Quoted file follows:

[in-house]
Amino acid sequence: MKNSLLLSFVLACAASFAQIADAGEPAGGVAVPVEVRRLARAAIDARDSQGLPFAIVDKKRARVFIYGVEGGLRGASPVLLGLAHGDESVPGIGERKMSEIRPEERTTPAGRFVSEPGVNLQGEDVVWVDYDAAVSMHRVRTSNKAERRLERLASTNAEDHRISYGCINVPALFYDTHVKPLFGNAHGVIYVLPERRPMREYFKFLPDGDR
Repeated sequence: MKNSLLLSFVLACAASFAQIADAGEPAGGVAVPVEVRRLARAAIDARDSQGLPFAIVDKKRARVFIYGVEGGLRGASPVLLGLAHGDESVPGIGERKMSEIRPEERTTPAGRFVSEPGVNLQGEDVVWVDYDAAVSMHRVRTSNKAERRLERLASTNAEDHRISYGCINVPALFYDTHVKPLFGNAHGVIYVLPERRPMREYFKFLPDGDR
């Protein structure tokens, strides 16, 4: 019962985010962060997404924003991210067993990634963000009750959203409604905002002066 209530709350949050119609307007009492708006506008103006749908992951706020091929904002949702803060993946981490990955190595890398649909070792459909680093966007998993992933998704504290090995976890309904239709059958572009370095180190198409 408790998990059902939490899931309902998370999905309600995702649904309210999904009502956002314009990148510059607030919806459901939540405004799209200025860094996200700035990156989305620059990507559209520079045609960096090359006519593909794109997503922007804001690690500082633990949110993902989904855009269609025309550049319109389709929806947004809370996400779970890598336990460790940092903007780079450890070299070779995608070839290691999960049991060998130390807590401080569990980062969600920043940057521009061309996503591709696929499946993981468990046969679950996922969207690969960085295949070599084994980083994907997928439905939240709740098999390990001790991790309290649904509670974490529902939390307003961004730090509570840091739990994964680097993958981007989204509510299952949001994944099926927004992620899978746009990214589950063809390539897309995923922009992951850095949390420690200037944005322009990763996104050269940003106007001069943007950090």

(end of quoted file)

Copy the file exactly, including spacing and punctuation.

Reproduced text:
[in-house]
Amino acid sequence: MKNSLLLSFVLACAASFAQIADAGEPAGGVAVPVEVRRLARAAIDARDSQGLPFAIVDKKRARVFIYGVEGGLRGASPVLLGLAHGDESVPGIGERKMSEIRPEERTTPAGRFVSEPGVNLQGEDVVWVDYDAAVSMHRVRTSNKAERRLERLASTNAEDHRISYGCINVPALFYDTHVKPLFGNAHGVIYVLPERRPMREYFKFLPDGDR
Repeated sequence: MKNSLLLSFVLACAASFAQIADAGEPAGGVAVPVEVRRLARAAIDARDSQGLPFAIVDKKRARVFIYGVEGGLRGASPVLLGLAHGDESVPGIGERKMSEIRPEERTTPAGRFVSEPGVNLQGEDVVWVDYDAAVSMHRVRTSNKAERRLERLASTNAEDHRISYGCINVPALFYDTHVKPLFGNAHGVIYVLPERRPMREYFKFLPDGDR
């Protein structure tokens, strides 16, 4: 019962985010962060997404924003991210067993990634963000009750959203409604905002002066 209530709350949050119609307007009492708006506008103006749908992951706020091929904002949702803060993946981490990955190595890398649909070792459909680093966007998993992933998704504290090995976890309904239709059958572009370095180190198409 408790998990059902939490899931309902998370999905309600995702649904309210999904009502956002314009990148510059607030919806459901939540405004799209200025860094996200700035990156989305620059990507559209520079045609960096090359006519593909794109997503922007804001690690500082633990949110993902989904855009269609025309550049319109389709929806947004809370996400779970890598336990460790940092903007780079450890070299070779995608070839290691999960049991060998130390807590401080569990980062969600920043940057521009061309996503591709696929499946993981468990046969679950996922969207690969960085295949070599084994980083994907997928439905939240709740098999390990001790991790309290649904509670974490529902939390307003961004730090509570840091739990994964680097993958981007989204509510299952949001994944099926927004992620899978746009990214589950063809390539897309995923922009992951850095949390420690200037944005322009990763996104050269940003106007001069943007950090």